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To avoid crowding the notes text more than it already is, I have given Bible quotations in English (Revised Standard Version), quoting the Vulgate only when a point is being made about Dante’s echoing its language.
For the same reason, quotations from Dante’s prose writings are given in English only.
97 notes These notes draw liberally on various scholars’ writings, and many of my own thoughts on the Vita nova are here as well.
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Citations from Dante’s Divine Comedy, Convivio, De vulgari eloquentia, Monarchia, and Rime are from the editions listed in the bibliography (Contini is the source for the Rime, Barbi’s numbering).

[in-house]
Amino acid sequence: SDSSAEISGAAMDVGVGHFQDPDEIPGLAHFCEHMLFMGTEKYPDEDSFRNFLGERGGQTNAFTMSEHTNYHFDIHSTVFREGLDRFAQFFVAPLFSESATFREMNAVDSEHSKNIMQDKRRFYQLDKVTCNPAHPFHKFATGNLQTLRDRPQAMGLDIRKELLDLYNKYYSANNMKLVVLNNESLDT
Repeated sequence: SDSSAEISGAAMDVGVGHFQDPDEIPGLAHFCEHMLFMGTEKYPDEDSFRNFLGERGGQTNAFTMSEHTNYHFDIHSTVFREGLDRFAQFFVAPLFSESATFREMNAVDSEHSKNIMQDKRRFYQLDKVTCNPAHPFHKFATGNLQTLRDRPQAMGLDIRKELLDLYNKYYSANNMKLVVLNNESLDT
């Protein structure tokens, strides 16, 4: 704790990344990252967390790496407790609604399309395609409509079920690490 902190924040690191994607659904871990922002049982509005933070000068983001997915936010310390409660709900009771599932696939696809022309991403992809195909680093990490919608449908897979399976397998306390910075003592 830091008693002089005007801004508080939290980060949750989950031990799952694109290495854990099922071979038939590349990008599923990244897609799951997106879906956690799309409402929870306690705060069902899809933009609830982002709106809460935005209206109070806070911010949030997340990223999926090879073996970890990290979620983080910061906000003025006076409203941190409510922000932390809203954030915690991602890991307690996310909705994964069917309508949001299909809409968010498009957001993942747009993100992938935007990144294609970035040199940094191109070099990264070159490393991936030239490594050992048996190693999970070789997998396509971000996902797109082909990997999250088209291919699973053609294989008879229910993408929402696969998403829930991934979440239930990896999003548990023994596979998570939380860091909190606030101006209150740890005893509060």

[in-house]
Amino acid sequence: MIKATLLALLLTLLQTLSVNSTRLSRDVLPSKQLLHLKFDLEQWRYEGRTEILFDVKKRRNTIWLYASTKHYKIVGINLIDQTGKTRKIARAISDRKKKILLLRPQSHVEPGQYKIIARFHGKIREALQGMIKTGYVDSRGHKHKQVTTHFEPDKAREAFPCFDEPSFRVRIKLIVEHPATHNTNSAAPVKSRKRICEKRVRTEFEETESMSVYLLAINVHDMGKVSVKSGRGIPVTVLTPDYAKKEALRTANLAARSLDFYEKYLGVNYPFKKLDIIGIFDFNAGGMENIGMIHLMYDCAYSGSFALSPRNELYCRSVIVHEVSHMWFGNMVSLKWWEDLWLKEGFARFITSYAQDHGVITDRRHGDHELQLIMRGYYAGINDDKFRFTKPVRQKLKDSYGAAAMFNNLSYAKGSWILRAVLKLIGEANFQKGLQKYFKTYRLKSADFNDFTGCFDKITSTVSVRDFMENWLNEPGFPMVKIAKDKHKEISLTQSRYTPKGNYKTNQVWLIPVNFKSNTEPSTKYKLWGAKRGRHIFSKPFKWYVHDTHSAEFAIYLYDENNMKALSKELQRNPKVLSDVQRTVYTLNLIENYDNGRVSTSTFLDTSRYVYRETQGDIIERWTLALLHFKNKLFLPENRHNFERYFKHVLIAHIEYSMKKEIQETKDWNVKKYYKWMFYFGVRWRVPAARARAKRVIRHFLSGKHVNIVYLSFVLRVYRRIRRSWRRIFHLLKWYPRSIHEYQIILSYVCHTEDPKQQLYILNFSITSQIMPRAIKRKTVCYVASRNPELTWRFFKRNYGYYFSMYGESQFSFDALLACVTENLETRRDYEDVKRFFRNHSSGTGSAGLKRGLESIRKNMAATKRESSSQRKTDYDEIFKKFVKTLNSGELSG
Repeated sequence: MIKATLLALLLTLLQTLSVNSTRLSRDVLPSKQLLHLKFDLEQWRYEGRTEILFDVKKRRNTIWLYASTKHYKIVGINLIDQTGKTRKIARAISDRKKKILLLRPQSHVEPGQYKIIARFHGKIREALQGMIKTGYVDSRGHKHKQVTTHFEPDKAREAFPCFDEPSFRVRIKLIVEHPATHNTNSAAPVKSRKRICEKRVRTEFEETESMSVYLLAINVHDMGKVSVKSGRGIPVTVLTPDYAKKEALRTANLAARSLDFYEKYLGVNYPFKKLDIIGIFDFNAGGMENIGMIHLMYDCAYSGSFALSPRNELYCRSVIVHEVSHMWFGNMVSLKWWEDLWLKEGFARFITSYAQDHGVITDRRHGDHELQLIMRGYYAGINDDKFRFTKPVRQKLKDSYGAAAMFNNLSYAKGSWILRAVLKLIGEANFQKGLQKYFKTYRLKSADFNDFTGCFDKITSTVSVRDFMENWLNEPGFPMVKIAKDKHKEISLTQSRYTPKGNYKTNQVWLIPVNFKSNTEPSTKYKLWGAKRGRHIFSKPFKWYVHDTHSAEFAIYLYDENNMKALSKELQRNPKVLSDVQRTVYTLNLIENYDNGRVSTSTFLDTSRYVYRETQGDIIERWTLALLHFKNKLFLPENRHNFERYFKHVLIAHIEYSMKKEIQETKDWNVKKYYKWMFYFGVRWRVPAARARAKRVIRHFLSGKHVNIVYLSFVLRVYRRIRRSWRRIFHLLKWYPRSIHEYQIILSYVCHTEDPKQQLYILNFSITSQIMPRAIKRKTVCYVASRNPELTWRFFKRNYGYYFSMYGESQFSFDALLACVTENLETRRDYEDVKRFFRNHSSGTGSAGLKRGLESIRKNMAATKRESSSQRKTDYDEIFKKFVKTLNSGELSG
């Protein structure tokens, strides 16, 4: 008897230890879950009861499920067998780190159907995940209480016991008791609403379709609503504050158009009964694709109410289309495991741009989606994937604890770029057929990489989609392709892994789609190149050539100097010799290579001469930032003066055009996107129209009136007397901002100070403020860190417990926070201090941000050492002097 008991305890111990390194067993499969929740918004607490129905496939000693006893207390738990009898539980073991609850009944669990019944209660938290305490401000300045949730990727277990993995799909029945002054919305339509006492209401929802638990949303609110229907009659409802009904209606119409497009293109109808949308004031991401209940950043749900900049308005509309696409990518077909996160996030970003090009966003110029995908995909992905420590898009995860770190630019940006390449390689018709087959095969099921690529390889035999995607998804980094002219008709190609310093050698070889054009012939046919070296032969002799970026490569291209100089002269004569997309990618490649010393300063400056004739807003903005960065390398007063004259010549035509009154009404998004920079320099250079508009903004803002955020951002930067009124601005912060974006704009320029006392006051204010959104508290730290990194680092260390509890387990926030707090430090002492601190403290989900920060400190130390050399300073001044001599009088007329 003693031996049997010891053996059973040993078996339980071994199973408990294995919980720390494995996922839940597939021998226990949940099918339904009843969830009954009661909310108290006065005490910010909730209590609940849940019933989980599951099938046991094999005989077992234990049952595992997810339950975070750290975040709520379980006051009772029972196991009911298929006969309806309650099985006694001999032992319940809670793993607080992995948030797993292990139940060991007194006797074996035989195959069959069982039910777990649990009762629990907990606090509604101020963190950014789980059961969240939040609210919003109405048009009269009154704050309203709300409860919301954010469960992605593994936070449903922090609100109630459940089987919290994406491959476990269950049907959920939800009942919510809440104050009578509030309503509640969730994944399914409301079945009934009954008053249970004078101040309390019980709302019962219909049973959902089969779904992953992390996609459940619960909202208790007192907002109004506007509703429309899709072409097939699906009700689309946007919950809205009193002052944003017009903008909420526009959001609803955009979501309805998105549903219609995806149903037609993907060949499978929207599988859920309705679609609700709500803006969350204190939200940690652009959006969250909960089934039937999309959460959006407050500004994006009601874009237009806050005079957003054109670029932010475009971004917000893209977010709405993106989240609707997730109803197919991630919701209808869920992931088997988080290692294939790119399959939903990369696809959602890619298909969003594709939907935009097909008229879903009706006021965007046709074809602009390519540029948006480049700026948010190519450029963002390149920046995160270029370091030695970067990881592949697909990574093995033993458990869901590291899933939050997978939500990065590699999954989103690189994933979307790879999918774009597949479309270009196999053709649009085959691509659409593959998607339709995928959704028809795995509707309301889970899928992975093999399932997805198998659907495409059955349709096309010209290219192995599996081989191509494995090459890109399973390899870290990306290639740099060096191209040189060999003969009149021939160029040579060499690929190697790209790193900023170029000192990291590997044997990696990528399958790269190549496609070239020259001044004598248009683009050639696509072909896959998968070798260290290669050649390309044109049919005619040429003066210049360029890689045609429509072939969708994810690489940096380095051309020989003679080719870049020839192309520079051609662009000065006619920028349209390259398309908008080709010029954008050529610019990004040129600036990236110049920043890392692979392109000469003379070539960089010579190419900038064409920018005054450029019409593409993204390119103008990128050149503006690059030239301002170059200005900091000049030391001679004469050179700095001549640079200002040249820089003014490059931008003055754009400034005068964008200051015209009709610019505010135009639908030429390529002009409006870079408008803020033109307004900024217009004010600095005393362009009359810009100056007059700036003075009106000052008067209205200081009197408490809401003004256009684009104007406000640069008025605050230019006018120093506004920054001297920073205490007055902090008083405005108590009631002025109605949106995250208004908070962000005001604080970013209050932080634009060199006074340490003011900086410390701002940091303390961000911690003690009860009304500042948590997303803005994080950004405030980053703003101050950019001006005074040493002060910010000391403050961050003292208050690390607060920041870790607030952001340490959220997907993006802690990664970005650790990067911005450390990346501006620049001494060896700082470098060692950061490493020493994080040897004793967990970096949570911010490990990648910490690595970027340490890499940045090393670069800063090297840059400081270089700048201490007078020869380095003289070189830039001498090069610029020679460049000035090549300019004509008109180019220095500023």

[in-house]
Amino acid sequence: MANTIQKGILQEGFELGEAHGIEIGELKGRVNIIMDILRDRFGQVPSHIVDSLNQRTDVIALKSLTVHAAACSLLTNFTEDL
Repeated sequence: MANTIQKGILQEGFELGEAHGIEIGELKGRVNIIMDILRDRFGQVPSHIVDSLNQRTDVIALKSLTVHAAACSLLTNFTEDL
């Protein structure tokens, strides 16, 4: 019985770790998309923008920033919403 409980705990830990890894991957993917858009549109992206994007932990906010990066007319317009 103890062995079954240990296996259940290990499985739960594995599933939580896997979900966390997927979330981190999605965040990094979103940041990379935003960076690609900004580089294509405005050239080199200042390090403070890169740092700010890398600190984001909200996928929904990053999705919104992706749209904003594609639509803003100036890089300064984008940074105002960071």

Other poets’ miscellaneous poems are cited from Poeti del dolce stil novo, edited by Contini, or from other sources specified in the notes and bibliography.
All translations in these notes are mine unless otherwise indicated. In terms of content, the poems of thirteenth-century Florence are so unlike contemporary poems (more so than, say, the poems of ancient Rome) that they would sound foreign even if the language of the translation followed the general contemporary (unrhymed, unmetrical) aesthetic.
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